Monday, May 14, 2018

Jim Jarmusch: 'Permanent Vacation' (1980)

Permanent Vacation (1980): the first completed effort by Jim Jarmusch, a rudimentary one shot on a shoestring budget, telegraphs his future batch of films. 

I found it interesting and fun, whereas most "regular people" would probably find it aimless and pointless. Permanent Vacation serves partly as a semi-documentary tour of bits of the New York City cityscape in the late 1970s -- shabby and in disarray.

Ali (Chris Parker), the main character, would be quite comfortable in 2018 America as a millennial man-child: weird and awkward, without much ambition or drive other than to do whatever he wants without much cash on hand, slightly brain-damaged in his social interactions. He does muster up enough energy to steal a car for $800 in cash -- hardly something to write home about.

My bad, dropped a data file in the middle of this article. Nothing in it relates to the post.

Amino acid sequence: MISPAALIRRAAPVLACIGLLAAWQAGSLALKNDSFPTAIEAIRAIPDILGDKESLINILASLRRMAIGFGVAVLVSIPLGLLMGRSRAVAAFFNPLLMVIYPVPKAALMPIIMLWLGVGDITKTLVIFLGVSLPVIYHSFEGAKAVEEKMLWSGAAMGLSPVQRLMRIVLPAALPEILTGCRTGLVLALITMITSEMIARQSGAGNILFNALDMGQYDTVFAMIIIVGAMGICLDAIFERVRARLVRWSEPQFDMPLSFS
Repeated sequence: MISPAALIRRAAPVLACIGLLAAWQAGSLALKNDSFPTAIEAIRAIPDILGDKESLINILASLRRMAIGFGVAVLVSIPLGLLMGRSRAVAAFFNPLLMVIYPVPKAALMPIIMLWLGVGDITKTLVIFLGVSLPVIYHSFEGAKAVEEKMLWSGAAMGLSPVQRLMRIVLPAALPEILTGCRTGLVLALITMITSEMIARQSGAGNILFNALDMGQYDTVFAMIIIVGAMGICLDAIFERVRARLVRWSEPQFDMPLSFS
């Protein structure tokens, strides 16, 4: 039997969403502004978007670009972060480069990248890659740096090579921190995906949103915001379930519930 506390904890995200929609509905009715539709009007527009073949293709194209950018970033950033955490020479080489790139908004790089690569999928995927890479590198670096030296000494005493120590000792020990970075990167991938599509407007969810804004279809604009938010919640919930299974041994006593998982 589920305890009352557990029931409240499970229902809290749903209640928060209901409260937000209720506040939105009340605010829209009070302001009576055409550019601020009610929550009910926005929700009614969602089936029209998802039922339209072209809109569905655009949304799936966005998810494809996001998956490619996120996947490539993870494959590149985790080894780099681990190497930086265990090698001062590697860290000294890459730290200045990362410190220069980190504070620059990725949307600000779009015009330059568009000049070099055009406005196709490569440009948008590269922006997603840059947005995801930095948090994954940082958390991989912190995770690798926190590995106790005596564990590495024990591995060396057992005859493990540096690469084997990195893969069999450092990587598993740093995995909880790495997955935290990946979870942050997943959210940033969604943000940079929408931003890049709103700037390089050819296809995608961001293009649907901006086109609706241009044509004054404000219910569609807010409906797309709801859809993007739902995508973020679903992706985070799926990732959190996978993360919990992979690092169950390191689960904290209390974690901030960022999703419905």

He seems to drift away from his pseudo-girlfriend after examining the architectural ruins of an area "bombed" by "Chinese" in a some fantasy war where he also happened to stumble on a homeless veteran of the US-Vietnam War.

Ali considers seeing a hip film and interacts with a nodding junkie jazz hepcat, with the final scene from Sergio Leone's Il buono, il brutto, il cattivo / The Good, the Bad & the Ugly (1966) playing in the background, just barely audible (one of the strangest touches of the entire movie).

Earlier, Ali and his pseudo-girlfriend read from Les Chants de Maldoror / Maldorer's Lay (1868-1869) by Comte de Lautréamont.

Permanent Vacation is a prototype of more "fully realized" Jarmusch films, more like Bohemian bits of flash fiction or poems loosely strung together than a longer work.  

Today's Rune: Warrior. 

1 comment:

Charles Gramlich said...

That title makes me think of Aerosmith, of course